Elizabeth’s sleight of hand was to renew the monarchy quietly (The Economist)

In a culture that extracts the divine feminine from its practices …. a powerful Queen has been an expression of that femininity, female power that goes beyond femininity.

If you have a figure that represents our shared connection with one another and with God and that figure dies at a time when we are confused and fractured as a culture, when we are fearful and doubtful, when people are analysing power and identity then certain questions eventually have to be asked … about power, everyday life, varying cultures.  Is it even possible to have a nature like Great Britain or the United States? (Russell Brand)

I began writing this post on the day before the funeral of Her Majesty Queen Elizabeth II whilst being glued to the BBC livestream of the Lying in State.  I began watching this incredible event as soon as it started on the day after the Queen’s death no matter where I was – in a café on top of Verbier, in various airport lounges, at the Solstrand Hotel, even out at a restaurant for dinner.

Unless you were hiding under a rock somewhere you could not help but be touched by this once in a lifetime event, and something that no one will ever see again.

The Queen’s death represents so many things for so many people – colonialisation / decolonialisation; monarchy / republic; pomp and circumstance; connection with something timeless and stable – something that we have always known, particularly with Elizabeth II.  For most of us in Commonwealth countries we have never known another Head of State.  For many of us this was a connection with our parents, with a time in the 20th Century which represented something ephemeral and for something which is now lost forever.

As a child living in London I was obsessed by Action Man figures but in particular the dress uniforms of the British military. I used to beg my parents to take me to Hamleys where bit by bit I added to my collection and I knew each and every regiment intimately.  The Funeral brought all of this to real life as I watched every one of these regiments pay their respects there was something deeply moving about an entire culture across generations coming together to pay tribute to one human being who has had such a significant impact on humanity.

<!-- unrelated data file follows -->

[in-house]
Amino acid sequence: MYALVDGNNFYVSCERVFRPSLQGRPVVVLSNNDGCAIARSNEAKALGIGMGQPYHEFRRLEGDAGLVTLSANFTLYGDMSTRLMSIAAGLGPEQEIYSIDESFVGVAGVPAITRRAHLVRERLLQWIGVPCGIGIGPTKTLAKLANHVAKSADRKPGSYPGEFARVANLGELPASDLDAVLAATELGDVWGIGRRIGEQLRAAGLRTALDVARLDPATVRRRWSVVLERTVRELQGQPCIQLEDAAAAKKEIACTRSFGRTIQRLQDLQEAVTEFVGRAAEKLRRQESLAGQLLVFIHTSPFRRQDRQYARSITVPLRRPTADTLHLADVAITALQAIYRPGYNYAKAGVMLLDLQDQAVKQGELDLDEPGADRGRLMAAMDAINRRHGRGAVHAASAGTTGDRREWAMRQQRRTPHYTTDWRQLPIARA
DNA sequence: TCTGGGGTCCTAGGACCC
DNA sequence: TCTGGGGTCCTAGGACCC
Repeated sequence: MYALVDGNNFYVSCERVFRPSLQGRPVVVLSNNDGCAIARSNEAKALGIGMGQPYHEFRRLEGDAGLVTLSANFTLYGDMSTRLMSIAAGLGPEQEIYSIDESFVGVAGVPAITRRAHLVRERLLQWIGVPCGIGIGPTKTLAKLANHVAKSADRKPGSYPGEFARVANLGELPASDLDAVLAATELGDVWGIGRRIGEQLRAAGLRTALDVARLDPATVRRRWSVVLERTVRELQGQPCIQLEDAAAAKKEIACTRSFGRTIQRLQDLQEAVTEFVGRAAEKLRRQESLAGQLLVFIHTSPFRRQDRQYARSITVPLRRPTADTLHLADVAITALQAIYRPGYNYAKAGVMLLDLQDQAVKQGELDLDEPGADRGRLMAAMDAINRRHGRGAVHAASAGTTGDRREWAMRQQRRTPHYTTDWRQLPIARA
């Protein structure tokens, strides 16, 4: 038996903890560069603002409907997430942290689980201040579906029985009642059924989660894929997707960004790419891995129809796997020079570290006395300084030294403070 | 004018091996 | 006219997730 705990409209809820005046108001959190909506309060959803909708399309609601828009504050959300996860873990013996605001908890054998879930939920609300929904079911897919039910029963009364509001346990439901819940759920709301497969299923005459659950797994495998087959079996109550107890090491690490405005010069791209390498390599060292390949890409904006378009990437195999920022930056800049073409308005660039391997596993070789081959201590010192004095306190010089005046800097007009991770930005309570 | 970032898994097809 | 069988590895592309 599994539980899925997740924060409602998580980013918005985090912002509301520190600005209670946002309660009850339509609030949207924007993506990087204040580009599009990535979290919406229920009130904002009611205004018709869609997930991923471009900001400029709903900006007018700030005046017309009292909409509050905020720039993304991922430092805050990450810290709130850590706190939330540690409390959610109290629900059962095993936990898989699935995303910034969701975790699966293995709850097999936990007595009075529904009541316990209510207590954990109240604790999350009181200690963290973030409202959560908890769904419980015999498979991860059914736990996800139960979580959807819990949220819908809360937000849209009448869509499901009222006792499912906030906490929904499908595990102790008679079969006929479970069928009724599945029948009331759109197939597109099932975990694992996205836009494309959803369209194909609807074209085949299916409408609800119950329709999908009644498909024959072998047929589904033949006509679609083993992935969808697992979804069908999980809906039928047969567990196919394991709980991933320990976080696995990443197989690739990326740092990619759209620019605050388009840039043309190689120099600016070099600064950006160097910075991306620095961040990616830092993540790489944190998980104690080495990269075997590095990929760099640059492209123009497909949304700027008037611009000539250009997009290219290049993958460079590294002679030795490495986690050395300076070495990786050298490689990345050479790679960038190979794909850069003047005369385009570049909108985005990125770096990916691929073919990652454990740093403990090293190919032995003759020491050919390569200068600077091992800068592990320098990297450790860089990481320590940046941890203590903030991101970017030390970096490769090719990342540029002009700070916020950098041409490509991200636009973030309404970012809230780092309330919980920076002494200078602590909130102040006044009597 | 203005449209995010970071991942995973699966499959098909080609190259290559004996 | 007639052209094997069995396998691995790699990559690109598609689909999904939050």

As a part of my own process I walked The Queue (the BBC Queue Tracker was just fascinating to watch) which was literally miles long and consisted of thousands of people queueing along the Thames enduring anywhere between 12 – 24 hours of standing, moving and huddling in London’s cooler Autumn temperatures. Some 250,000 people joined in this ritual the culmination of which was to file in to the ancient Westminster Hall for a fleeting glimpse of the coffin and accompanying catafalque party.  Westminster Hall itself is the oldest building on the Parliamentary Estate erected by William II in 1097 and the site of State Trials (King Charles I, Thomas More and Guy Fawkes), Coronation Banquets  and the Lying in State of Sir Winston Churchill and Elizabeth, the Queen Mother.  From military veterans in wheelchairs struggling to stand up and salute; a small boy with a Grenadier Guards t-shirt; whole families with young children who were bleary-eyed and a bit bemused by it all having camped out all night; uniforms of every military unit, every volunteer organisation and every religious denomination; those who really didn’t quite know what to do when their turn came around to walk past, and those who just came and stood silently.  All who came to say farewell and pay their respects not to a monarch but to a woman who selflessly gave her life to her country without ever faltering.